T2w-MRI signal normalization affects radiomics features reproducibility.

Elisa Scalco, Antonella Belfatto, Alfonso Mastropietro, Tiziana Rancati, Barbara Avuzzi, Antonella Messina, Riccardo Valdagni, Giovanna Rizzo

Research output: Contribution to journalArticlepeer-review

Abstract

PURPOSE: Despite its increasing application, radiomics has not yet demonstrated a solid reliability, due to the difficulty in replicating analyses. The extraction of radiomic features from clinical MRI (T1w/T2w) presents even more challenges because of the absence of well-defined units (e.g. HU). Some preprocessing steps are required before the estimation of radiomic features and one of this is the intensity normalization, that can be performed using different methods. The aim of this work was to evaluate the effect of three different normalization techniques, applied on T2w-MRI images of the pelvic region, on radiomic features reproducibility. METHODS: T2w-MRI acquired before (MRI1) and 12 months after radiotherapy (MRI2) from 14 patients treated for prostate cancer were considered. Four different conditions were analyzed: (a) the original MRI (NoNorm); (b) MRI normalized by the mean image value (NormMean); (c) MRI normalized by the mean value of the urine in the bladder (NormROI); (d) MRI normalized by the histogram-matching method (NormHM). Ninety-one radiomic features were extracted from three organs of interest (prostate, internal obturator muscles and bulb) at both time-points and on each image discretized using a fixed bin-width approach and the difference between the two time-points was calculated (Δfeature). To estimate the effect of normalization methods on the reproducibility of radiomic features, ICC was calculated in three analyses: (a) considering the features extracted on MRI2 in the four conditions together and considering the influence of each method separately, with respect to NoNorm; (b) considering the features extracted on MRI2 in the four conditions with respect to the inter-observer variability in region of interest (ROI) contouring, considering also the effect of the discretization approach; (c) considering Δfeature to evaluate if some indices can recover some consistency when differences are calculated. RESULTS: Nearly 60ICC textless 0.5) on MRI2 and the method that most affected features reliability was NormROI (average ICC of 0.45). The other two methods were similar, except for first-order features, where NormHM outperformed NormMean (average ICC = 0.33 and 0.76 for NormMean and NormHM, respectively). In the inter-observer setting, the number of reproducible features varied in the three structures, being higher in the prostate than in the penile bulb and in the obturators. The analysis on Δfeature highlighted that more than 60% of the features were not consistent with respect to the normalization method and confirmed the high reproducibility of the features between NormMean and NormHM, whereas NormROI was the less reproducible method. CONCLUSIONS: The normalization process impacts the reproducibility of radiomic features, both in terms of changes in the image information content and in the inter-observer setting. Among the considered methods, NormMean and NormHM seem to provide the most reproducible features with respect to the original image and also between themselves, whereas NormROI generates less reproducible features. Only a very small subset of feature remained reproducible and independent in any tested condition, regardless the ROI and the adopted algorithm: skewness or kurtosis, correlation and one among Imc2, Idmn and Idn from GLCM group.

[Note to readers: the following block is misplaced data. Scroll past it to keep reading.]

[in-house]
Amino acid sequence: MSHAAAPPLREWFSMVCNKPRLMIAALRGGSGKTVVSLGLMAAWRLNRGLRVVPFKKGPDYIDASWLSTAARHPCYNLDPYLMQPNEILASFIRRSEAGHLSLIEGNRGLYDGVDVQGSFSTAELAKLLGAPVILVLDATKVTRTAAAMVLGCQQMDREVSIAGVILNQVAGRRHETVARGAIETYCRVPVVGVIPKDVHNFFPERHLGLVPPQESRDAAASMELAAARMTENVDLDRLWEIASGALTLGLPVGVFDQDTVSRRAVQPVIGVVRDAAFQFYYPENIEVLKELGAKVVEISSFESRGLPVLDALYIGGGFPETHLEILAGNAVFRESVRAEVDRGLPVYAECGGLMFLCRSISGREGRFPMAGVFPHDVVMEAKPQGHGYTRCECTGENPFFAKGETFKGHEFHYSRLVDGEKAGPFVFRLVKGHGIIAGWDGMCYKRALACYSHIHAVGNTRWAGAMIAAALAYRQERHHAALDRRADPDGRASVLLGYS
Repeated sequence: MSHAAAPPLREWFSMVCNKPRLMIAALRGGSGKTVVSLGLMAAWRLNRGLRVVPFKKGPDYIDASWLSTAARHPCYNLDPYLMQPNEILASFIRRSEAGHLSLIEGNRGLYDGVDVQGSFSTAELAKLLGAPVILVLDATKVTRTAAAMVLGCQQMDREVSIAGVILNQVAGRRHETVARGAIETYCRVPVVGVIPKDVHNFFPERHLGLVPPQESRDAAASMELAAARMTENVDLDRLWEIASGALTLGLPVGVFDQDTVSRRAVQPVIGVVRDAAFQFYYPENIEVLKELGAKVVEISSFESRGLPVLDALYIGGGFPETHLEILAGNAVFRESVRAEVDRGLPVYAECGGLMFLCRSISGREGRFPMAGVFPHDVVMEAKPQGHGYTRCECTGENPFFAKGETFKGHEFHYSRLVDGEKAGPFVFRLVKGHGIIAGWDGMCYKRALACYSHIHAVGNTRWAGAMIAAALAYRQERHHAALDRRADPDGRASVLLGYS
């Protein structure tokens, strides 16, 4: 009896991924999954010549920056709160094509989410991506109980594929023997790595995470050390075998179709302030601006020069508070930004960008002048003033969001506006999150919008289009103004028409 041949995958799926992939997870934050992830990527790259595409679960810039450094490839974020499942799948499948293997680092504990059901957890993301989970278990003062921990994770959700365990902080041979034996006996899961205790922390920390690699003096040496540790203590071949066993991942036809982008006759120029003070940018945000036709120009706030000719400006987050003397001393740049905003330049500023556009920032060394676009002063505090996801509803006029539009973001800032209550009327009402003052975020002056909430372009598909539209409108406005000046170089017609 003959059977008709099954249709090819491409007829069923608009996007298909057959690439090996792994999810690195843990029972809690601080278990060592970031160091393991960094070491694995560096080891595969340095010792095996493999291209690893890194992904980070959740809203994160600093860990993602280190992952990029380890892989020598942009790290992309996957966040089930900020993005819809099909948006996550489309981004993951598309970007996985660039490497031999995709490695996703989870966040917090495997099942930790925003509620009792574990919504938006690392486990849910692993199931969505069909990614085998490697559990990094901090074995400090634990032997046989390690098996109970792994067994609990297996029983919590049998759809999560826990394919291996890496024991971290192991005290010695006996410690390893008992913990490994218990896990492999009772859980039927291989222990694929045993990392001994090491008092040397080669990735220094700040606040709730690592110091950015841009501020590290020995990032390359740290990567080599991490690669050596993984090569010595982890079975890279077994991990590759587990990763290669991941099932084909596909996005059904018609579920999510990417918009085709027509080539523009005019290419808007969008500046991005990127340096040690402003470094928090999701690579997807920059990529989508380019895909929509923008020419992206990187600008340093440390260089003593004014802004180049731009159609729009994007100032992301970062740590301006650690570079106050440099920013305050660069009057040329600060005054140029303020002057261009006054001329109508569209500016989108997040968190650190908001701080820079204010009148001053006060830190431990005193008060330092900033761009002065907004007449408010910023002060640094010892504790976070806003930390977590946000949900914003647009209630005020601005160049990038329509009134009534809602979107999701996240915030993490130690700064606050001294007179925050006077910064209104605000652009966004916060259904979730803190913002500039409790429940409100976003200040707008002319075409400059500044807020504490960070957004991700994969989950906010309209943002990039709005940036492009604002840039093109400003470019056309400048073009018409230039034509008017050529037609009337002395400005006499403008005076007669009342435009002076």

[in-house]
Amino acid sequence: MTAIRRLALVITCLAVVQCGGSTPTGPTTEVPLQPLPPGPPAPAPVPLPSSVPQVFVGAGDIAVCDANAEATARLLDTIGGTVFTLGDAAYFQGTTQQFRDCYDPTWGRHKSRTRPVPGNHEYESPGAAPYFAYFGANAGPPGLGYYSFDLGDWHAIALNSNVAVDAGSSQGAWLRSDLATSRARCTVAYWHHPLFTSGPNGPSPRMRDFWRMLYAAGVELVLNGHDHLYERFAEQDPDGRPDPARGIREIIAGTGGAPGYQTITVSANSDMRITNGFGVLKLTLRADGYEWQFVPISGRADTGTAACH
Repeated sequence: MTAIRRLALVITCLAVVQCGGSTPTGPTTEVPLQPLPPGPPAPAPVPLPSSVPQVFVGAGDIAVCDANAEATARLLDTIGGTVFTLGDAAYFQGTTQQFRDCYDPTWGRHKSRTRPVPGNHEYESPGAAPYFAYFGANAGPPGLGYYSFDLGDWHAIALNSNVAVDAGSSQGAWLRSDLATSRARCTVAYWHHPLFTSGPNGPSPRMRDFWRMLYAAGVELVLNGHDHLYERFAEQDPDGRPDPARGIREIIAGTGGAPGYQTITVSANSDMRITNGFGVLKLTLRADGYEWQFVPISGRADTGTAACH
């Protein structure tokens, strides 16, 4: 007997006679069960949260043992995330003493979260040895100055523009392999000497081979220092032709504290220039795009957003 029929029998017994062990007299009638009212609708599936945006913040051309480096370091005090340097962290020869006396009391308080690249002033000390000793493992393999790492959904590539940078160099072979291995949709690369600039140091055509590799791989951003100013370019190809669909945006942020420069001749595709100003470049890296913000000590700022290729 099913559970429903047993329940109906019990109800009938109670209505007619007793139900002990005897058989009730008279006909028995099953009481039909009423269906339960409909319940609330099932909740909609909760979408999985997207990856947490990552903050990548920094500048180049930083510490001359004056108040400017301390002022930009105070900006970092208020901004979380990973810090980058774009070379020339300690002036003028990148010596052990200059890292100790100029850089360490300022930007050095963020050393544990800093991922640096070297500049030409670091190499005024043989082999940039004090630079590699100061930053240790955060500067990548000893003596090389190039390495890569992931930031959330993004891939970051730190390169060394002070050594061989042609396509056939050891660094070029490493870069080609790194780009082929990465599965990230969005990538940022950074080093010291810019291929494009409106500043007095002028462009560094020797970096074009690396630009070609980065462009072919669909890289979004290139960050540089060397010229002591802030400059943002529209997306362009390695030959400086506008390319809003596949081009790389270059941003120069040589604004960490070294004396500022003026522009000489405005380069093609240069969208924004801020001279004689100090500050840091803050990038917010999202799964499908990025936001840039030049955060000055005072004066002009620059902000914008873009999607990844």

Original languageEnglish
JournalMedical Physics
Issue number4
Publication statusPublished - Apr 1 2020

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